Anonymity as a Moderator of the Relationship Between FoMO (Fear of Missing Out) and Psychological Well-Being

Bacaksız S., Özsoy İ., Teğin T., BIÇAKSIZ P., Tekeş B.

Psychological Reports, vol.126, no.5, pp.2303-2321, 2023 (SSCI) identifier identifier

  • Publication Type: Article / Article
  • Volume: 126 Issue: 5
  • Publication Date: 2023
  • Doi Number: 10.1177/00332941231180115
  • Journal Name: Psychological Reports
  • Journal Indexes: Social Sciences Citation Index (SSCI), Scopus, Academic Search Premier, Periodicals Index Online, AgeLine, ATLA Religion Database, Business Source Elite, Business Source Premier, Child Development & Adolescent Studies, CINAHL, EBSCO Education Source, Education Abstracts, Educational research abstracts (ERA), EMBASE, Gender Studies Database, MEDLINE, MLA - Modern Language Association Database, Psycinfo, Public Affairs Index
  • Page Numbers: pp.2303-2321
  • Keywords: anonymity, FoMO, psychological well-being, social media
  • Hacettepe University Affiliated: Yes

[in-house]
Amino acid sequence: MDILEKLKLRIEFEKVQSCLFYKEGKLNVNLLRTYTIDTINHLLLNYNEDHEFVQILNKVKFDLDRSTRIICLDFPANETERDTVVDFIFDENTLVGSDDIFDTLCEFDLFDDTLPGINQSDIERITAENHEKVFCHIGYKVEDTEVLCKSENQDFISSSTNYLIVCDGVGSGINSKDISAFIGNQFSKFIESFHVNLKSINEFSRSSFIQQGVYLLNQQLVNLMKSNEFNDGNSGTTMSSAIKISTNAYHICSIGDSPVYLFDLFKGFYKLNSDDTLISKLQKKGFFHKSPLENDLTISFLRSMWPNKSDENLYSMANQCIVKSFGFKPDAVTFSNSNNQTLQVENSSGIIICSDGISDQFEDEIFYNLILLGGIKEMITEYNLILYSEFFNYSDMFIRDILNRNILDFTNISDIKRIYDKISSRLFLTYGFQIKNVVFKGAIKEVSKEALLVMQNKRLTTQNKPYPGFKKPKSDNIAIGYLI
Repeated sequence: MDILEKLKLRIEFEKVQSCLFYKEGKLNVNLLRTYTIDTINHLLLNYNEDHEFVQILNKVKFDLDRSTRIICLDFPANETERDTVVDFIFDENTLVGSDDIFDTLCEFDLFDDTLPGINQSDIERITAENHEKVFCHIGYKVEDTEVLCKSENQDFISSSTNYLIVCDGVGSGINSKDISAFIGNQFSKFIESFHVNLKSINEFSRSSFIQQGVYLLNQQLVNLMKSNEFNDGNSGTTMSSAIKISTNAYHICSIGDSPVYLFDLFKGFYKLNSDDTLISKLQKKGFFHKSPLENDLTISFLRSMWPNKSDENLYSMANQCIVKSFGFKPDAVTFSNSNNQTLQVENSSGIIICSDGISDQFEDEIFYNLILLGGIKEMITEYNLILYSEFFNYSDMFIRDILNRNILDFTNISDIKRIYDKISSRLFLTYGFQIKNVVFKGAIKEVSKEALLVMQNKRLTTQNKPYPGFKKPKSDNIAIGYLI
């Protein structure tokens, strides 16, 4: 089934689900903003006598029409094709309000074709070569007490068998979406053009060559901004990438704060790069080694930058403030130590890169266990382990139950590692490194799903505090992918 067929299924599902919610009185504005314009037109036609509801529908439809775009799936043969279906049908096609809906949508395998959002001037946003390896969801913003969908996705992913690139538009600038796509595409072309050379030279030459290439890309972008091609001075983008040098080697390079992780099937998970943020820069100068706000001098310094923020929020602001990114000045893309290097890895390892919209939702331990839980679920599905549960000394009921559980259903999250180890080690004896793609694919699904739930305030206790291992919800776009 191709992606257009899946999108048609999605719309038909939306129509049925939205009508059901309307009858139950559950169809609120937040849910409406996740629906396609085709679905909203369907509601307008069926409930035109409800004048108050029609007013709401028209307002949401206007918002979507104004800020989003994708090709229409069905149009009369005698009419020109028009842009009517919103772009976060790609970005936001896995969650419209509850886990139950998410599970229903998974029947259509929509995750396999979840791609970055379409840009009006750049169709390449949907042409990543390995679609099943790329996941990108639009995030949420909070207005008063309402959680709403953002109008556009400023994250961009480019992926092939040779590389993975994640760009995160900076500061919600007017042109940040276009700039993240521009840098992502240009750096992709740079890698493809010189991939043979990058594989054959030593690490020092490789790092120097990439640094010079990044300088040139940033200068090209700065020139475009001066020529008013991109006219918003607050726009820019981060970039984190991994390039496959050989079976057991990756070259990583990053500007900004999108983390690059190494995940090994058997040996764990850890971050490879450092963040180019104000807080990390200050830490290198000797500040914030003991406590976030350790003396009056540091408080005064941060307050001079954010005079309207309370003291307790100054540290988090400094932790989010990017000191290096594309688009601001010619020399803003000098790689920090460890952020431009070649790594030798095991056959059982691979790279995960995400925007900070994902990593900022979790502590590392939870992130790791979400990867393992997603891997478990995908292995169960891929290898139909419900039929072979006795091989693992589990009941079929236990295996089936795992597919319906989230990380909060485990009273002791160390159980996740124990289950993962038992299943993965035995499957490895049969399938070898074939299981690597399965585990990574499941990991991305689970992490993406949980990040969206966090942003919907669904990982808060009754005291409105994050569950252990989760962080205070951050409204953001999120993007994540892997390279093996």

With the increasing use of technology, different psychological effects of social media emerge. These psychological effects can be negative as well as positive, and in general psychological well-being and different psychological variables related to social media can affect the daily life of individuals. Also, new constructs associated with social media, such as anonymity, have begun to show up as people seek protection of their identities online. This study aims to determine the moderating role of anonymity in the relationship between FoMO and psychological well-being. The sample of this study consisted of 232 participants (69.8% female) between the ages of 18–59. Two different scales were used in this study: Fear of Missing Out (FoMO) and Psychological Well-being. In addition, to measure anonymity, participants were asked a single question about whether they use anonymous accounts on social media. The analysis of the study found a positive and significant relationship between FoMO and anonymity as well as a negative and significant relationship between psychological well-being and anonymity. Moreover, the results indicated that anonymity moderated the relationship between FoMO and psychological well-being. That is, FoMO was negatively associated with psychological well-being for individuals with anonymous accounts, while there was no significant relationship between FoMO and psychological well-being for those without anonymous accounts. The limitations and contributions of the study were discussed in line with the relevant literature and suggestions for future research were presented.